Fossa fuel.

Top Line: We like talking about prostate stereotactic body radiation (SBRT) so much that we’ll talk about it when there is no prostate.
The Study: We’ve previously seen a phase 1 dose escalation trial of prostate fossa SBRT that showed encouraging acute toxicity results. But we’re learning there’s much more to post-prostatectomy SBRT than acute toxicity. Here we have another phase 1 dose escalation study from City of Hope. Treatment planning and delivery was based on CT with gold fiducials, full bladder, and a rectal balloon. The clinical target volume (CTV) was essentially a minimalist version of your standard post-prostatectomy CTV and included the vesico-urethral anastomosis and distal bladder neck. The inferior bladder behind the pubic symphysis was not included, though. The CTV also didn’t dip into the posterior bladder but still extended superiorly up to the seminal vesicle remnants. The 2mm PTV was then prescribed doses escalating from 35 Gy → 45 Gy in 5 fractions. There was no dose-limiting acute CTCAE grade 3+ toxicity (in line with prior studies). Also similar to the prior trial, most acute toxicity was rectal and generally manageable with conservative therapy. While acute GU toxicity seemed favorable, 38% of patients had grade 2+ late GU toxicity and 15% had grade 3+ toxicity. Interestingly, two of these were ureteral (not urethral) stenosis requiring stent placement.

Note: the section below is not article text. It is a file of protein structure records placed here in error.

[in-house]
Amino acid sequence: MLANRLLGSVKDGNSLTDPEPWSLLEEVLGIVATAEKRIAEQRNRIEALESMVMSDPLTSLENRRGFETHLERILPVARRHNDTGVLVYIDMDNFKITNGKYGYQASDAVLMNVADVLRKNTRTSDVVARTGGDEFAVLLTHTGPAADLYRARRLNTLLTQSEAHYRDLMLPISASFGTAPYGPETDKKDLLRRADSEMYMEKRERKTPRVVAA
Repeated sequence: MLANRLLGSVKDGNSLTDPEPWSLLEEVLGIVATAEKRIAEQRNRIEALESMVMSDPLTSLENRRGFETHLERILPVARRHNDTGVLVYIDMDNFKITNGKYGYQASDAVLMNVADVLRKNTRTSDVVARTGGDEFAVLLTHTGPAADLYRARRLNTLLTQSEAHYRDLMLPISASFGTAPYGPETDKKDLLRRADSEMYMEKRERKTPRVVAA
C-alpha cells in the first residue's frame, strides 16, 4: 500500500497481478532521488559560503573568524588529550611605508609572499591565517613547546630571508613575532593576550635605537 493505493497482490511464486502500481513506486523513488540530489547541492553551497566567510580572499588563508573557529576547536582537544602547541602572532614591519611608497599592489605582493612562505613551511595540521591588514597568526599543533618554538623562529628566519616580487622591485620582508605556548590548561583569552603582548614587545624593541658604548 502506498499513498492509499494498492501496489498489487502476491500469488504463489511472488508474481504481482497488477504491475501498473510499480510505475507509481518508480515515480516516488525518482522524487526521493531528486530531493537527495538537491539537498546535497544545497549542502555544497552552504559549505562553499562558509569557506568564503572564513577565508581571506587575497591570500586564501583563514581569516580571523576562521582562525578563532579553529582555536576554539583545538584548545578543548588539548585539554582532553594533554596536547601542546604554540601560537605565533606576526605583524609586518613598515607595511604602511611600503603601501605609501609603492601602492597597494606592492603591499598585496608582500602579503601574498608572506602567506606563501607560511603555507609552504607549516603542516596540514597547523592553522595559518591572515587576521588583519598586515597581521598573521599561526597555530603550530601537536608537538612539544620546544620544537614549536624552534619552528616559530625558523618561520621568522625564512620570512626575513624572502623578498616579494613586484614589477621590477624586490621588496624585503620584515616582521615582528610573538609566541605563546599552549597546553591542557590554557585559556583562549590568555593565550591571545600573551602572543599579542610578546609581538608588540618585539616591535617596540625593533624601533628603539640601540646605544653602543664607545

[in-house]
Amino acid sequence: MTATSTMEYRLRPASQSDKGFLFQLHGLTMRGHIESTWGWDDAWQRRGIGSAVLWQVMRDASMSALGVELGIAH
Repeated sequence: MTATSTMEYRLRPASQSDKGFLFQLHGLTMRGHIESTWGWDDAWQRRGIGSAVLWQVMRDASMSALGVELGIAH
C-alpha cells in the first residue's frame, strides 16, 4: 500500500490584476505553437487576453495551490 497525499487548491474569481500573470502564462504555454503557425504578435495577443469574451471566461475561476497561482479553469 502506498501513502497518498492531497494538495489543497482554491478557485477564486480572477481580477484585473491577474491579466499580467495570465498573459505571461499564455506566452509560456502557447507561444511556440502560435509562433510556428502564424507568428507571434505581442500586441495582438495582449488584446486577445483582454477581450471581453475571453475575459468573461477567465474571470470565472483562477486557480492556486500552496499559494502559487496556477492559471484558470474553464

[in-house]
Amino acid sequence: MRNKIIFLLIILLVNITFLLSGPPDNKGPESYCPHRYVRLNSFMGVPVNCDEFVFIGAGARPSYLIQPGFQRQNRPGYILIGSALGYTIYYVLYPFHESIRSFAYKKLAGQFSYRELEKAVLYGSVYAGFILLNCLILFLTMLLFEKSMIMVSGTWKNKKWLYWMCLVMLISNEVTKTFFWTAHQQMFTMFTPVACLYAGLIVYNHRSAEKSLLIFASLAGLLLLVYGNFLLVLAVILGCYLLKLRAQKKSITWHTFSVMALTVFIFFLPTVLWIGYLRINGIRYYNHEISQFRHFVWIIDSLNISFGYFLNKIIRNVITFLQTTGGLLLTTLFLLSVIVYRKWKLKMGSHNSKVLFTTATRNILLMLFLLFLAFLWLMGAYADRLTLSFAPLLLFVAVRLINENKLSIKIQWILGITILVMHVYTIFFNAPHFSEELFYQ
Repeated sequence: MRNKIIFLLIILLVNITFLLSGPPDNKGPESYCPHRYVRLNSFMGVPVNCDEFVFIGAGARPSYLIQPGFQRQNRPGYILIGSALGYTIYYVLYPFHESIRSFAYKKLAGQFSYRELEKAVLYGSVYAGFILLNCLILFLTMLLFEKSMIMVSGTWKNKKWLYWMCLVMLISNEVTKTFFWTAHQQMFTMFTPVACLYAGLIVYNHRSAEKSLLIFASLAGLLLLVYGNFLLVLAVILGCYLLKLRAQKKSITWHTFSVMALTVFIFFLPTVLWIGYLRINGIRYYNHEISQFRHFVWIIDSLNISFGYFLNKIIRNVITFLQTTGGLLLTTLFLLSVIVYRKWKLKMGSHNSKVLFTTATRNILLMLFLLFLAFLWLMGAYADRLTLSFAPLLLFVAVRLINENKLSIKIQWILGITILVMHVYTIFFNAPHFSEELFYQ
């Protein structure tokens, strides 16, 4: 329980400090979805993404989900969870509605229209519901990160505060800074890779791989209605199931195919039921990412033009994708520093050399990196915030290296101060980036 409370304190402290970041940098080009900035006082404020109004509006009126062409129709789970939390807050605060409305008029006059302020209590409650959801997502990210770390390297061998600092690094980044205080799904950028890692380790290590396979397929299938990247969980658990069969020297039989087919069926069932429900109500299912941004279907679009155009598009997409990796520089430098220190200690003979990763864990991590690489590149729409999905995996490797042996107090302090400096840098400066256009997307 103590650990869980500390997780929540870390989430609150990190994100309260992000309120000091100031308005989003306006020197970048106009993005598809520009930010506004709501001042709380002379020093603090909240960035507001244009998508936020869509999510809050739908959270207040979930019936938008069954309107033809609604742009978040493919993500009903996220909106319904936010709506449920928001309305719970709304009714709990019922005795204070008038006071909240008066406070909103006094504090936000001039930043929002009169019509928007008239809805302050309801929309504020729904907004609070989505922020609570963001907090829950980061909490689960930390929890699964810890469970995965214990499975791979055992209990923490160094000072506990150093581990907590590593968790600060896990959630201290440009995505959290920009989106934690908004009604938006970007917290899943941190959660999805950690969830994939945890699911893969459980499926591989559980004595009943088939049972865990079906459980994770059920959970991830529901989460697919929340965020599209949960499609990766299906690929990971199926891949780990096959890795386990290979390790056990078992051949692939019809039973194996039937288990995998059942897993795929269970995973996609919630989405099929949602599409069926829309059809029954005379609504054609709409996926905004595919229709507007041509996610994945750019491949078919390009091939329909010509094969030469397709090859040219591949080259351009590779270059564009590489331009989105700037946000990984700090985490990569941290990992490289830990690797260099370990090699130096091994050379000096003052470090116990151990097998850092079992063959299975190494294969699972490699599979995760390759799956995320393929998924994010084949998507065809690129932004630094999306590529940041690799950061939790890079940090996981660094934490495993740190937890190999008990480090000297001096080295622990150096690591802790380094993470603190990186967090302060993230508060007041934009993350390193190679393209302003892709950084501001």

TBL: The growing body of early phase data on prostate fossa SBRT shows favorable acute toxicity, but underlines the importance of long-term follow-up of late GU toxicity and the open question of efficacy. | Sampath, Int J Radiat Oncol Biol Phys 2019


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